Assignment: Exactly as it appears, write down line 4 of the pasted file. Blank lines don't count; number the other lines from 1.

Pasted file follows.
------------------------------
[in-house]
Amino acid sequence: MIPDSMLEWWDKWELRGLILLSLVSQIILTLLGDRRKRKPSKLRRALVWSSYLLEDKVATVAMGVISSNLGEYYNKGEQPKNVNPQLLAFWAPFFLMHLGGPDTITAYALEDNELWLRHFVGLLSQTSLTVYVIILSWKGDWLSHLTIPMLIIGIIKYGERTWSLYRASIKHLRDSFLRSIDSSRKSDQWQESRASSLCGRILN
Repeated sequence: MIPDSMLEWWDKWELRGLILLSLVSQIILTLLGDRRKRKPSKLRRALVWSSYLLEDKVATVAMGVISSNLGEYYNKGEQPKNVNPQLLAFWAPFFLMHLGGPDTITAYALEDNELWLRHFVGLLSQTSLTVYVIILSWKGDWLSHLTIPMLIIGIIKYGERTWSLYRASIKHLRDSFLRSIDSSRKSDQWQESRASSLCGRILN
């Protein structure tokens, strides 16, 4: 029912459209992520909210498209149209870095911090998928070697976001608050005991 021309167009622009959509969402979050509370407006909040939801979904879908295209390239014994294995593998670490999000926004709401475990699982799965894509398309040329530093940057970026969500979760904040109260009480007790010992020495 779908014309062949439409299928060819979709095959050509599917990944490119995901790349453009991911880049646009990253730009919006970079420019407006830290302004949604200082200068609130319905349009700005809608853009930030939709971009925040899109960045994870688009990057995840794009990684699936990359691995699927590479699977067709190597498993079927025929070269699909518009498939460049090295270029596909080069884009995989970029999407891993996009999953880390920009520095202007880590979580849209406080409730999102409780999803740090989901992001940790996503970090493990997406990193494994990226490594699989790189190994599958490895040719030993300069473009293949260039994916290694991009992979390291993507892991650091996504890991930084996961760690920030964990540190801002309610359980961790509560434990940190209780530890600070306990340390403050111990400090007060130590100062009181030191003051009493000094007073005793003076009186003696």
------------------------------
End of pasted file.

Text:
């Protein structure tokens, strides 16, 4: 029912459209992520909210498209149209870095911090998928070697976001608050005991 021309167009622009959509969402979050509370407006909040939801979904879908295209390239014994294995593998670490999000926004709401475990699982799965894509398309040329530093940057970026969500979760904040109260009480007790010992020495 779908014309062949439409299928060819979709095959050509599917990944490119995901790349453009991911880049646009990253730009919006970079420019407006830290302004949604200082200068609130319905349009700005809608853009930030939709971009925040899109960045994870688009990057995840794009990684699936990359691995699927590479699977067709190597498993079927025929070269699909518009498939460049090295270029596909080069884009995989970029999407891993996009999953880390920009520095202007880590979580849209406080409730999102409780999803740090989901992001940790996503970090493990997406990193494994990226490594699989790189190994599958490895040719030993300069473009293949260039994916290694991009992979390291993507892991650091996504890991930084996961760690920030964990540190801002309610359980961790509560434990940190209780530890600070306990340390403050111990400090007060130590100062009181030191003051009493000094007073005793003076009186003696």